L’Oréal has won ongoing trademark suit to ‘regret’ of British judge

By Katie Bird

- Last updated on GMT

Related tags Trademark Law European union

A four year battle between L’Oréal and companies manufacturing ‘smell-alike’ fragrances has been brought to a close by the UK court of appeal, which has ruled in favour of the French cosmetics giant.

The case, against Bellure, Malaika Investments (Honeypot Cosmetic and Perfumery Sales) and Starion International was originally brought to the UK appeal courts in 2007, before a number of points were sent for clarification to the European Court of Justice (ECJ).

In the case, L’Oréal contends that the practice of using comparison lists - lists that compare L’Oréal’s trademarked fragrances to cheaper alternatives that smell very similar – constitutes trademark infringement.

In June 2009, the ECJ ruled that the use of price comparison lists is comparative advertising and not simply providing information. In addition, it ruled that even in cases where there is no confusion - when consumers know they are not buying the real thing - there is still infringement if the intention of the company is to free ride on the back of L’Oreal’s reputation.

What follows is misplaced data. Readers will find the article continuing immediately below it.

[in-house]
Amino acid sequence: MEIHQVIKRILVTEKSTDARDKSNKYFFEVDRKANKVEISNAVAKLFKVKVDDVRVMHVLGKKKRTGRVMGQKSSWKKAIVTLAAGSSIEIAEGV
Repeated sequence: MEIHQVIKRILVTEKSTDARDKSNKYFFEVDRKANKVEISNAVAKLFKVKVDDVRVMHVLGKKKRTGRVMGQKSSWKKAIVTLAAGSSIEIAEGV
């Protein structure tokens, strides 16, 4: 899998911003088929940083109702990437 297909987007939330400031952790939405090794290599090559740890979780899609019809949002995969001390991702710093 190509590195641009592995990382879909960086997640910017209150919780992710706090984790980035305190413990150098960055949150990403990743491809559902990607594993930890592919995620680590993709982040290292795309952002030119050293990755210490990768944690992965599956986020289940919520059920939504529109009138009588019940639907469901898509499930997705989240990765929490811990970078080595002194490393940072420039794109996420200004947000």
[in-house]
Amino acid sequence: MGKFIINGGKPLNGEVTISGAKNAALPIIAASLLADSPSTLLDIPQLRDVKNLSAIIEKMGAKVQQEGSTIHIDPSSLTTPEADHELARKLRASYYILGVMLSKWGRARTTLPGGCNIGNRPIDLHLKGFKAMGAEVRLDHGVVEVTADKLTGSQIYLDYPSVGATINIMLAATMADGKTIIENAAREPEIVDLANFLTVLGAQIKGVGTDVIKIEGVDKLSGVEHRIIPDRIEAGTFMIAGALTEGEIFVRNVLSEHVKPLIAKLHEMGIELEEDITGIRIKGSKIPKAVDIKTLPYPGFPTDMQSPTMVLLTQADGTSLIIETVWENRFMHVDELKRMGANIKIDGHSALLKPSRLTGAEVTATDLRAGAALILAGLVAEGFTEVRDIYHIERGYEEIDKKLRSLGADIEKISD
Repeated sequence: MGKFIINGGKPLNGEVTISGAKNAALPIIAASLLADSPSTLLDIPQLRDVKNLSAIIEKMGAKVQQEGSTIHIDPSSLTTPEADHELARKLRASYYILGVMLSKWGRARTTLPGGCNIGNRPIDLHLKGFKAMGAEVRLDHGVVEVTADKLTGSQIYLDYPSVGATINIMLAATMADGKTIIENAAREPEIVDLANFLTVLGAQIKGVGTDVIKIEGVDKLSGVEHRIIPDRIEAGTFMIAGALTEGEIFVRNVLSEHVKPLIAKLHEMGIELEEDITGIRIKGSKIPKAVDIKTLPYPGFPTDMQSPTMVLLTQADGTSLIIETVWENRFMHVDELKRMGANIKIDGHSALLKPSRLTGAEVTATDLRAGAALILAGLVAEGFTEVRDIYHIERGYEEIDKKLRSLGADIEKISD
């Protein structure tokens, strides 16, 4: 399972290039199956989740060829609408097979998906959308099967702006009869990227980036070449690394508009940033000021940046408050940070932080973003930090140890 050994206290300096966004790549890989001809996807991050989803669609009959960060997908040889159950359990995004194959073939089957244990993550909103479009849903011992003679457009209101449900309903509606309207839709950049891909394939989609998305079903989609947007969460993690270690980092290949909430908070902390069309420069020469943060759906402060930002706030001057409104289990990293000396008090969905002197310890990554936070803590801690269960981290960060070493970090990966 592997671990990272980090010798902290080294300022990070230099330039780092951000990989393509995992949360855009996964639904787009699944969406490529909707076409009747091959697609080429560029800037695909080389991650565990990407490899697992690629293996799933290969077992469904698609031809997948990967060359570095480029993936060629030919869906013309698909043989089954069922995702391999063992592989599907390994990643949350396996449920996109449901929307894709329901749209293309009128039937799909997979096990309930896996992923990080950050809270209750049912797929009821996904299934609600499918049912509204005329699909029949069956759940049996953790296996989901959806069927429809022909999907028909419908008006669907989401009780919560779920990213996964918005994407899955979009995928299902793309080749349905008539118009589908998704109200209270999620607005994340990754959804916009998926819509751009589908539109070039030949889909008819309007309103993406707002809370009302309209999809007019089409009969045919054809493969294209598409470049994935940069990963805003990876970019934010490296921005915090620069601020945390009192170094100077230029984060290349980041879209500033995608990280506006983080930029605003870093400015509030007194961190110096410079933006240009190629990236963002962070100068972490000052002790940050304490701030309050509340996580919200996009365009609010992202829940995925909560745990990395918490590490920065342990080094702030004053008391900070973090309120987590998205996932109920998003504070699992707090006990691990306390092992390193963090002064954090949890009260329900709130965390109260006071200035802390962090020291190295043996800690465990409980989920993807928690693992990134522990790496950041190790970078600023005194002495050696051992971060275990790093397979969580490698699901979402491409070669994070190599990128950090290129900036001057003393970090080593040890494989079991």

Furthermore, it ruled that it was not necessary to prove that the trademark holder is damaged by the sale of copycat products; the intention to free ride on the part of the imitator is enough.

The case then returned to the UK court of appeal where the ECJ’s ruling has been interpreted.

Ruling in L’Oreal’s favour

Lord Justice Jacob ruled in favour of L’Oréal last week, but expressed ‘regret’ at the outcome.

“My duty as a national judge is to follow EU law as interpreted by the ECJ. I think, with regret, that the answers we have received from the ECJ require us so to hold,”​ he said in the judgement.

According to Lord Justice Jacob, the trademark law as it has been interpreted in this case is preventing defendants from telling the truth.

“Even though their perfumes are lawful and do smell like the corresponding famous brands, does trademark law nonetheless muzzle the defendants so that they cannot say so? I have come to the conclusion that the ECJ's ruling is that the defendants are indeed muzzled.”

The judge went on to express concern that it is consumers who stand to lose out from this judgement.

“Only the poor would dream of buying the defendants' products. The real thing is beyond their wildest dreams. Yet they are denied their right to receive information which would give them a little bit of pleasure; the ability to buy a product for a euro or so which they know smells like a famous perfume,”​ he said.

He also expressed concern that freedom of trade would be jeopardised by rulings such as this, explaining that if a trader cannot (when it is truly the case) say that his goods are the same as another brands but cheaper, important areas of trade will not be open to proper competition.

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